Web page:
Meeting with Kim Jong-un is a Bad Idea
Who knew that the Japanese would be the most clear-headed about North Korea?
Prior to the 2018 Singapore Summit, there was a certain level of anxiety in the air among Japanese commentators, who feared that President Donald Trump might give up too much for too little, namely the prospect that he would offer to withdraw American troops from South Korea and Japan for a promise from the North Korean government to halt their US mainland strike capabilities.
This did not happen, but Japanese Prime Minister Shinzo Abe has repeatedly warned that the South Koreans and the United States should not fall for North Korea’s “Smiling Diplomacy.” The premise of this strategy is that a rogue nation like North Korea tries to present itself in a cooperative light, but doesn’t actually take any concrete steps towards denuclearization.
Abe was correct. In the past year, the Trump Administration, South Korean President Moon Jae-in, and the media have heralded moves like the Singapore S
ummit, and the prospective signing of a peace treaty between North and South Korea as legitimate steps toward peace on the peninsula. However, this is overly-optimistic, and it seems more likely than not that the North Koreans are successfully manipulating both Seoul and Washington. It is for this reason why President Trump should not meet with DPRK Supreme Leader Kim Jong-un.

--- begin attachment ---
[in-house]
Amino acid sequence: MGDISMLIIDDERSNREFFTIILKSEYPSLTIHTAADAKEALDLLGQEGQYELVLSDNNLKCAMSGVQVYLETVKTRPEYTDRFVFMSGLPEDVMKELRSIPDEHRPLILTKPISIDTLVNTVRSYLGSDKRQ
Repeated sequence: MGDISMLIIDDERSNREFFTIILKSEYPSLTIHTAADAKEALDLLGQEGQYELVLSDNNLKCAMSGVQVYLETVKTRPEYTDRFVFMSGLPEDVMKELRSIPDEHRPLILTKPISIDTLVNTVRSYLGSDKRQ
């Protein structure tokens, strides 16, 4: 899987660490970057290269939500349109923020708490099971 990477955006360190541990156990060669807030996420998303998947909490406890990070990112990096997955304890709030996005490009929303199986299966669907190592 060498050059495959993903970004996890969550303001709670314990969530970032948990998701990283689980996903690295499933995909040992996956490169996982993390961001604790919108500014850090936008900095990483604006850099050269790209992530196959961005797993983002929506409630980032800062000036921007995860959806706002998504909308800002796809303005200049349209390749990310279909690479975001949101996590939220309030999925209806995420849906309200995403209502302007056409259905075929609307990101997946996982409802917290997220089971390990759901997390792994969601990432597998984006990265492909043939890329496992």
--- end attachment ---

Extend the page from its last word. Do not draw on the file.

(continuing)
It seems that many people in Washington and Seoul have adopted a narrative that Kim Jong-un is a young reformer who wants to improve the welfare of his people by opening up to the West and reconciling with the South, the United States, and even Japan. This is what Korea expert Victor D. Cha had dubbed the “fairy tale” narrative on North Korea. Accepting the “fairy tale” narrative at face value is a dangerous and foolish proposition and the leadership in Washington and Seoul must continue a hardline stance against North Korea.
North Korea Never Took any Real Steps Toward Peace
North Korea attempted to signal its true commitment to denuclearization of the Korean peninsula through publicly destroying the Punggye-ri nuclear test site. However, as the BBC reported, the test site was rendered useless after it partially collapsed during the last test in September 2017. As the test site was likely going to be shut down anyway, North Korea was clearly not taking a genuine step in dismantling its nuclear program Instead, Puggye-ri’s destruction was simply a theatrical façade for a pre-selected group of journalists made possible by convenient timing. Despite these obvious theatrics behind it, the move was highly praised by both Washington and Seoul as a major step towards denuclearization.